100 years ago - July 10th 1920
STATISTICS.– Following are the statistics recorded at the local Registrar’s Office for the quarter ending 30th June, 1920. 29 births, 12 deaths, 9 marriages: total 50.
SUBURBAN HOLDINGS.—Applications must be lodged at the local Crown Lands Office before the 3rd prox. For 25 acres of land at Congo for a suburban holding.
FOOTBALL.– The football match between Mogo and Moruya Football Clubs took place on Saturday last on the local ground. At the kick-off play became very fast and soon after the start Belette crossed for Mogo and Maloney added the extra points. Moruya forwards then took the ball to Mogo’s twenty-five and after a succession of scrums Little secured and passed to Randle, who scored for Moruya near the corner. The kick at goal was unsuccessful. At half-time the scores were Mogo 5, Moruya 3. In the last half both Mogo and Moruya were very close to scoring. At the sound of the final whistle the scores were unaltered, Mogo winning by 5 points to 3. Moruya entertained the visitors after the match.
THE RULE OF THE ROAD.– A new traffic ordinance under the Local Government Act has been gazetted. It provides for the driving of vehicles, their loading and their lighting at night. It is now an offence to organise any procession or parade in any town without first getting the written permission of the council. A curious anomaly under the old ordinance has been cured. Under that ordinance a perambulator was a vehicle and it was an offence for it to be taken on a footpath or to be on the streets at night without lights. Now it is specifically provide that “vehicle” shall not include a “perambulator, baby carriage, or invalid’s chair.” “Vehicle” however would still include a wheelbarrow, so that a person who takes a wheelbarrow through the street is bound to comply with all the traffic laws as to the side of the road and lighting. The ordinance, if strictly construed, makes even the use of children’s scooters on the footpath an offence. Every bicycle must not only have a light at night, but also a rear red reflector.
A GLORIOUS COUNTRY. Thus an exchange: “New South Wales is a glorious country, bounded on the north by taxes, on the south by strikes, on the east by the Arbitration Court, and on the west by the Trades Hall. It is noted for the high cost of living, trade unions, never-sweats, sport-worshippers, work-shunners, never-pays, horse racing, prize fighting, land and mining swindles, red tape and caucus rule. It is the best place on earth for drones and idlers, who readily respond to the beck and call of paid agitators, for whom the industrious and thrifty are taxed, taxed, taxed to desperation.”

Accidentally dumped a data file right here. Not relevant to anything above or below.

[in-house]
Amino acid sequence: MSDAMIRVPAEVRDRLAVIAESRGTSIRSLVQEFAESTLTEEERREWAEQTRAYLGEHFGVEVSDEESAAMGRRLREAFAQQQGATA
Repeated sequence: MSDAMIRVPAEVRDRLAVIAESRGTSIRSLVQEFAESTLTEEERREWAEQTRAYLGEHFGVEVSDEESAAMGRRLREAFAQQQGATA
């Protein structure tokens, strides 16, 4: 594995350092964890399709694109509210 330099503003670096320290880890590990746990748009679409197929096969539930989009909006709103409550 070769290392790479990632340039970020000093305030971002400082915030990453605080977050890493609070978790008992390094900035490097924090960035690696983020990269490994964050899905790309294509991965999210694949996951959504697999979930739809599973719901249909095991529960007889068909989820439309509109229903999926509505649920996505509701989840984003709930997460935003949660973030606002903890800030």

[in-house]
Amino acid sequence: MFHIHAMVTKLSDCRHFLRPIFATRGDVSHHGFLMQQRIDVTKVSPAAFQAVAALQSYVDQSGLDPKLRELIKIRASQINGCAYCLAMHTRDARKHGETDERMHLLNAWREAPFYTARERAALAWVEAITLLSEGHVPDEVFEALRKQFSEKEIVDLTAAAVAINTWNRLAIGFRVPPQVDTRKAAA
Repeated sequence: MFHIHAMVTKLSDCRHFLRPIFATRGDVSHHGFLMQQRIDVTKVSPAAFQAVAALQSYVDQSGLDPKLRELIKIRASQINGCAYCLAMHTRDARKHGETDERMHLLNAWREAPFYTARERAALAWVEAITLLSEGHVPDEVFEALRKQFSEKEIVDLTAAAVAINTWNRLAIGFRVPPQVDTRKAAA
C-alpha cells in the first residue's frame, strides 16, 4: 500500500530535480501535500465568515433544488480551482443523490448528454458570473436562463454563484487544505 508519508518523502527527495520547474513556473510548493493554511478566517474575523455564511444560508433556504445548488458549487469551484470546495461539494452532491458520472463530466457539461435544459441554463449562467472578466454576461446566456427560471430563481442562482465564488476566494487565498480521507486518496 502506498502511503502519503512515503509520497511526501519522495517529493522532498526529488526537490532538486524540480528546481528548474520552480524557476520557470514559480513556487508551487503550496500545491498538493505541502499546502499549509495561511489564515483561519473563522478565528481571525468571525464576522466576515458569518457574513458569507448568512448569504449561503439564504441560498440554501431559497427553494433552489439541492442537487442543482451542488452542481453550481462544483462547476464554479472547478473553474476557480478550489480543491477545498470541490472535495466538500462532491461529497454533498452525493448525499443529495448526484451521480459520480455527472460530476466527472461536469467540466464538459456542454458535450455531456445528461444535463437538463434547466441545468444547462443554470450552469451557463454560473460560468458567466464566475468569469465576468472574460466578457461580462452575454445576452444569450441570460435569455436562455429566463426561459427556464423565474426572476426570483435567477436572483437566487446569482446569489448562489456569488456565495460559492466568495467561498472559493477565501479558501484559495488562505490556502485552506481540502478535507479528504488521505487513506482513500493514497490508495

KIORA SCHOOL.– In the hands of Mr. Louis, contractor, the new school building at Kiora is rapidly taking shape. When completed, it should make a substantial improvement in the appearance of things in the locality, besides meeting a long-felt need.
OYSTER LEASE. CANDLEGUT CREEK. Lease No. 10831: Timothy Wray; Parish of Tomaga; County of St. Vincent; 300 yards. On the southern bank, adjoining the western end of the applicant’s oyster lease no. 7612. 10 years
EUROBODALLA SHIRE COUNCIL. CORRESPONDENCE. From Lands Dept. re application for permissive occupancy by Dr. Birmingham, of Narooma, for boat shed. Application approved.
From L.G. Dept: re application by Ferryman Latta, of Bateman’s Bay, for an increase in his contract of 6/6 per week. The clerk was instructed to notify Latta that the Government would not increase the amount of his contract, nor could the Council do so. The engineer and Cr. Annetts were authorised to interview Mr. Latta on the matter.
From L.G. Dept. re increase of wages to Ferryman Bettini at Narooma. The applicant to be informed that no alteration could be made until the motor power punt was installed.
WEDDING. HENDERSON-CLARKE. St. Peter’s Church, Coila was the scene of a very pretty wedding on Wednesday afternoon, 30th alt., when Rev. G. A. Sanders officiated at the marriage of Ivy Monica, elder daughter of Mr. and Mrs. W. Clarke, of Coila, to Robert Henderson, (late A.I.F.) of Leura. It is many years since a marriage ceremony was witnessed in the Coila Church (the first being that of the bride’s grandfather the late Mr. E. Gray), and on this occasion the purple and white colours of the bridegroom’s battalion, quite enhanced the pretty though simple decorations. The bride, who was given away by her father, was charmingly attired in a gown of ivory crepe-de-chine with an overdress of embossed net. The embroidered bridal veil was worn with a circlet of orange blossoms. She carried a beautiful shower bouquet of stocks, roses and asparagus fern, which (with the bridesmaid’s flowers) were arranged by Mrs. T. Davis. Miss Rene Clarke attended her sister as bridesmaid, wearing a most becoming frock of ivory ninon and shadow lace, finished with pink, and a pale pink crepe-de-chine hat ornamented with fancy braid. …